Limits of many functions and expressions can be computed in Maple with
the `limit` command.

> limit(sin(x)/x,x=0);

> g := x -> (3*x^2+4)/(x^2+7*x+12) ;

> limit(g(x),x=-2);

> limit(g(x),x=-4);

If the limit exists, Maple can usually find it. In cases where the limit doesn't exist, Maple gives the answer or

`-1..1`

if the limit doesn't exist.
> limit(1/x,x=0);

> limit(1/x^2,x=0);

> limit(sin(1/x),x=0);

Maple can also do one-sided limits. Use Maple's online help to find out how to handle such limits.

Note that there is a `Limit` item on the `Constructions`
submenu of the context sensitive menu for a Maple expression. Using
this item will produce a `Limit` command. This is different
from the `limit` command described above and is an example of
what is called an **inert** command in Maple. In the case of the
`Limit` command, all it does is display the mathematical
notation for the limit without attempting to evaluate it. The usual
way to get Maple to evaluate an inert command (like `Limit`) is
to use the `value` command. However, it is almost always
simpler to use the `limit` command and that is what you are
encouraged to do for this lab.

The following definition of limit is given on page 66 of the text.

This definition may seem complicated, but it has a nice graphical interpretation. Plot with the -range set to and the -range set to . Try to choose small enough so that the graph of stays between the top and bottom of the plot. If you can find such a no matter how small the , then the limit exists and is equal to .

Consider this example. Let and . Then any value for smaller than about will work. To see why this is so look at the plots generated by the following commands.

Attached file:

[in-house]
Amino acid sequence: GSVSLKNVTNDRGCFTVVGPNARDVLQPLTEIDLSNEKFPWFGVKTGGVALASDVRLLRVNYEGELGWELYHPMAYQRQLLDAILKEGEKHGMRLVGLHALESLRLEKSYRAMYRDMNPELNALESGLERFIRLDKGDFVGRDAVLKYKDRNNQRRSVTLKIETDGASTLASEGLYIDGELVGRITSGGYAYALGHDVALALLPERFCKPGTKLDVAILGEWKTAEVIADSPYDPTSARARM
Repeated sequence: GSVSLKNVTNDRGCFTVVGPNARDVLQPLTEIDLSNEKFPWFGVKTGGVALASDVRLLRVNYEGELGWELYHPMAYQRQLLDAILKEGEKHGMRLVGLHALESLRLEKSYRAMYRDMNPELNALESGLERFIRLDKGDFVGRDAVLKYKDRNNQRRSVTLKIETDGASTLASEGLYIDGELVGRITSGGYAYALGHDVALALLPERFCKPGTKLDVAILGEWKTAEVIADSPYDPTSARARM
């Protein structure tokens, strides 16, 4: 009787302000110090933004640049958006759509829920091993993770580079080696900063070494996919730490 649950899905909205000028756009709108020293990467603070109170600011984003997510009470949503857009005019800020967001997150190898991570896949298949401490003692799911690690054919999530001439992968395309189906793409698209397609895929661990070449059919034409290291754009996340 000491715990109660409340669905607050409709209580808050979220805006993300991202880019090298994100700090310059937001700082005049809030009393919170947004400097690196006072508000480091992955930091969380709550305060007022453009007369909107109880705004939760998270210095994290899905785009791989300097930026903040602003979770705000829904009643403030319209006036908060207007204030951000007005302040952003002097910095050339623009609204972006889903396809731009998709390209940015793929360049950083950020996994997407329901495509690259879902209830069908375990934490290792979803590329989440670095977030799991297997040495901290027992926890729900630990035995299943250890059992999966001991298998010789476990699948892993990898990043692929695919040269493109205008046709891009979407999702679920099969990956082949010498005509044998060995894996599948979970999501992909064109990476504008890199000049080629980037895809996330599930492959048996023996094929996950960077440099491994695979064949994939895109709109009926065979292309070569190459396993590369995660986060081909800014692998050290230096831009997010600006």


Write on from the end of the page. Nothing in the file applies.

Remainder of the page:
> f:=x->x^2;

> limit(f(x), x = 2);

> plot({4-0.2,4+0.2,f(x)},x=2-0.1..2+0.1,y=4-0.2..4+0.2);

> plot({4-0.2,4+0.2,f(x)},x=2-0.048..2+0.048,y=4-0.2..4+0.2);

In the first of the two `plot` commands, the value of is
. This is too large since the graph intersects the lines and . The value for in the
second `plot` command, however, is small enough since the graph of
goes out the sides of the plot. Make sure you understand what is
done in this example since you will need to do similar work in some of
the exercises. You may find that using the `smartplot` command
is convenient to use, because you can easily edit the plot ranges. On
the other hand, smart plots take longer to appear. The choice is
yours.

In Exercises 1 and 2, use the `limit` command to find
. Then experiment with some
plots to find a that works for
Also, find
a that doesn't work. These two values should be
close to each other. Thus your that works should be near
the largest value of that can be used. Although, you will
probably need to do many plots, submit only the two required plots
with your worksheet. These plots should be in the style of the
example above. Next, repeat the problem with
.
Conclude with a one paragraph statement of what you have learned in
the exercise.

- Consider the following limit statement

The rigorous definition of a limit in this case says that if for each there is a corresponding number such that

First, use the`limit`command to find the limit. Then, given find a value of that works in the definition. Try to find the smallest such . Note that Maple uses the word`infinity`for and that`infinity`can be used in the`limit`command and in a range for the`plot`command, e.g.`x=2..infinity`

. - Consider the following limit.

Use Maple to compute this limit. Then explain why this does*not*imply the existence of the following limit.

2000-09-19